Aviva Investors among just 4% of shareholders to back ‘wind down’ proposal at Aussie coal firm

Lukewarm support at Whitehaven pending disclosure by M&G, APG, BlackRock, PGGM and LGIM

Just 4% of Whitehaven Coal’s shareholders have voted for a resolution asking the Australian firm to explain how it will wind down its operations to align with the goals of the Paris Agreement. Aviva Investors is among the shareholders that backed the resolution, a spokesperson told RI, after the AGM was held virtually today. 

Filed by Market Forces, an advocacy group affiliated with Friends of the Earth, this is the first in a series of shareholder climate proposals at pureplay coal firms that have "no place in a decarbonised economy”, according to Market Forces. The group argues that these firms must propose organised exit strategies from coal to avoid harming shareholder value.   

The same resolution has been filed at Beach Energy, Cooper Energy and New Hope Coal, whose AGMs will be held in November.

Market Forces argue that as coal power must be phased-out globally by 2040 to meet the Paris goals, about two thirds of Whitehaven’s thermal coal market will disappear by 2030 and almost completely by 2037.

Will van de Pol, Asset Management Campaigner at Market Forces, told RI: “Today's vote shows many remaining investors are happy for Whitehaven to mismanage their capital in the face of the rapid transition away from coal required to meet the Paris climate goals.

“However, even amongst this less climate-conscious investor base, there was clearly some recognition that Whitehaven should be planning to wind coal production in line with globally agreed climate targets.”

Whitehaven’s board recommended shareholders to vote against the proposal, arguing that it is “the first pure-play coal company” to report against the framework of the Task Force on Climate-Related Financial Disclosures (TCFD). The firm remains “committed to meaningful disclosure on climate change risks and opportunities for our shareholders".

Whitehaven also pointed out that it specialises in ‘clean coal’.   

The two main proxy advisory firms recommended to vote against the resolutions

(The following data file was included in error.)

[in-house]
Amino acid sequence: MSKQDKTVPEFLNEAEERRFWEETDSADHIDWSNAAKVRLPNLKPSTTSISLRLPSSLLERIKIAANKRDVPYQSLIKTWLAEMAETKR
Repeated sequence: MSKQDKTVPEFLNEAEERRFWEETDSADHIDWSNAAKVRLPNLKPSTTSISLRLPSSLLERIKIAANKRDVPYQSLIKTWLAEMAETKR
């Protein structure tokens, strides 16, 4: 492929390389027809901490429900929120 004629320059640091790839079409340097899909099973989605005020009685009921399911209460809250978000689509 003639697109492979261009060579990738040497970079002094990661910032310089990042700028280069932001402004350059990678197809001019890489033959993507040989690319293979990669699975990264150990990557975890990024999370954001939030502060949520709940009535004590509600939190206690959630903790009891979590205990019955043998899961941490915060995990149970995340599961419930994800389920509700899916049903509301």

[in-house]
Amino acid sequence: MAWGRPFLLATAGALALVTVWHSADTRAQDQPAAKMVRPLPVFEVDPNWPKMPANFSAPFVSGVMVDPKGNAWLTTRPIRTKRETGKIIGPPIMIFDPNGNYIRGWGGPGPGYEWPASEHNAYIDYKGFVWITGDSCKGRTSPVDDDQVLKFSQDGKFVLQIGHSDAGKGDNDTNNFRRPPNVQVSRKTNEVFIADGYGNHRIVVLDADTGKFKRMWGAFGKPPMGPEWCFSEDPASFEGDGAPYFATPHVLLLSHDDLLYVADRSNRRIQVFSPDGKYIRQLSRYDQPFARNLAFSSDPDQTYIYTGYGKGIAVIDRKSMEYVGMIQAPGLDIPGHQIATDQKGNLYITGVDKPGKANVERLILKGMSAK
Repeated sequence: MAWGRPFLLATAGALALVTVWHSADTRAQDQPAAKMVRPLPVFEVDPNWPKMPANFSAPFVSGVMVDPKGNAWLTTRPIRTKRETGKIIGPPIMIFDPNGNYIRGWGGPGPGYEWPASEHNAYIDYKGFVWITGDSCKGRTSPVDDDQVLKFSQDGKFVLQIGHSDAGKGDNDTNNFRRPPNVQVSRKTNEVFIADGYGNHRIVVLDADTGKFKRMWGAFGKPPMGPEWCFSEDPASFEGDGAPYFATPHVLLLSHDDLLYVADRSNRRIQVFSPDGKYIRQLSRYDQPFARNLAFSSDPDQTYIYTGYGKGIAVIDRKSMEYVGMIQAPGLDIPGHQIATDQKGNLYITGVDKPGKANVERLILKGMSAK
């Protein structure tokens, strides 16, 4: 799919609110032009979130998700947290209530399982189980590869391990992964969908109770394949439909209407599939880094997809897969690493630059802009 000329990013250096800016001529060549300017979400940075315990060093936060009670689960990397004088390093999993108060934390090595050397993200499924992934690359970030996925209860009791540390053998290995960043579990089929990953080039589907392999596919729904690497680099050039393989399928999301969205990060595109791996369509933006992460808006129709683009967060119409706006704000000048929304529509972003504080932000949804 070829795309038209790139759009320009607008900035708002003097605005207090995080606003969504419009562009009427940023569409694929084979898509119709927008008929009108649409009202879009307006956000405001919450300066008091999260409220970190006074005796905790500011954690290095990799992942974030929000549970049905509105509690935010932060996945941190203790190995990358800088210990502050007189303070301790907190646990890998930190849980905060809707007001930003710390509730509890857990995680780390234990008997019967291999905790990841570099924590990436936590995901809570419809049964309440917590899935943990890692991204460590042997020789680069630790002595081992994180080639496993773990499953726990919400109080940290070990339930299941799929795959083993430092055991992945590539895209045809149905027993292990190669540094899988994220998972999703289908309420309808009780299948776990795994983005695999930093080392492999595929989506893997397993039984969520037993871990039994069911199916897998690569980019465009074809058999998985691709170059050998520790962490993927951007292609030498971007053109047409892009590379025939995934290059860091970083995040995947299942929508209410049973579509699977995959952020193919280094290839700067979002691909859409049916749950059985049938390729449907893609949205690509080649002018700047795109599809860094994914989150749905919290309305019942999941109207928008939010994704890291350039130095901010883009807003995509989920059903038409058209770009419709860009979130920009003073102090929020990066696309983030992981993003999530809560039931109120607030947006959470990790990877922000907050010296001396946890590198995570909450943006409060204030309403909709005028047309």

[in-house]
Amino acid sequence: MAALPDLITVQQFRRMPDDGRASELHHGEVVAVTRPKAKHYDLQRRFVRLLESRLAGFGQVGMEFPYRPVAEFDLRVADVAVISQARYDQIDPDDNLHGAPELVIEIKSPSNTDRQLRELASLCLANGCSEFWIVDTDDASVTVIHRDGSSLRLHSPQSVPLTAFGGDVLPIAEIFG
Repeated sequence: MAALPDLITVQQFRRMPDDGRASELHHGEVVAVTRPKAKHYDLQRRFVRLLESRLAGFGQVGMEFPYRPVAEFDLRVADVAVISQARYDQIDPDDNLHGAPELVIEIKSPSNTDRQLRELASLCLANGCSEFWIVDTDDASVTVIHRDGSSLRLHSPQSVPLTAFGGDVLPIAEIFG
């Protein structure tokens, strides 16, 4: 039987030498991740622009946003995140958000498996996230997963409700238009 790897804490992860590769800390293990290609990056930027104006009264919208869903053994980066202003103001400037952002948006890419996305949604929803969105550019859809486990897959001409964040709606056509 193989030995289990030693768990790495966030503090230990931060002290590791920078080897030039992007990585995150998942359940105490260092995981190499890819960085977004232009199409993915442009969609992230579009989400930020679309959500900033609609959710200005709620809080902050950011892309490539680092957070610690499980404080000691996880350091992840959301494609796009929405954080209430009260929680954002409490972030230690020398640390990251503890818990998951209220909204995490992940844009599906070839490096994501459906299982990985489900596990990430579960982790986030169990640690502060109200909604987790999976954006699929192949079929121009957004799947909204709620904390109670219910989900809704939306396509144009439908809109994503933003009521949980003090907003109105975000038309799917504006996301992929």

ISS stated that the resolution was overly prescriptive and that Whitehaven “is taking appropriate steps to keep the market and shareholders informed of its operations, ongoing and new development projects and how its business is dealing with the impacts of climate change on product demand”, including TCFD reporting. 

Glass Lewis stated that the proposal would not serve the interests of long-term shareholders, as the company has significantly enhanced its sustainability disclosure in recent years, allowing investors to better understand its climate-related risks and opportunities. It has also carried out two-degree-aligned scenario analyses, according to Glass Lewis.  

“Moreover, it does not appear that the Company's current goals are out of alignment with the broader goals set forth by the Australian or New South Wales governments, nor do we have any reason to believe that the Company would not adopt more stringent emissions reductions should federal or state regulations require it to do so.”

Glass Lewis also stated in its report: “We view this issue as being of material relevance to the Company and its shareholders. We thus believe that the Company should continue to provide shareholders with robust information concerning its climate strategies and policies, as well as how it is planning to manage the energy transition.”

Among Whitehaven’s major shareholders are the UK’s M&G Investment Management with 5.42% of shares, the Netherlands’ APG Asset Management (4.19%) and BlackRock (3.12%). Other shareholders include Legal and General Investment Management and Dutch pension investor PGGM. At the time of writing, none were not able to disclose their votes and rationale for support or rejection of the resolution.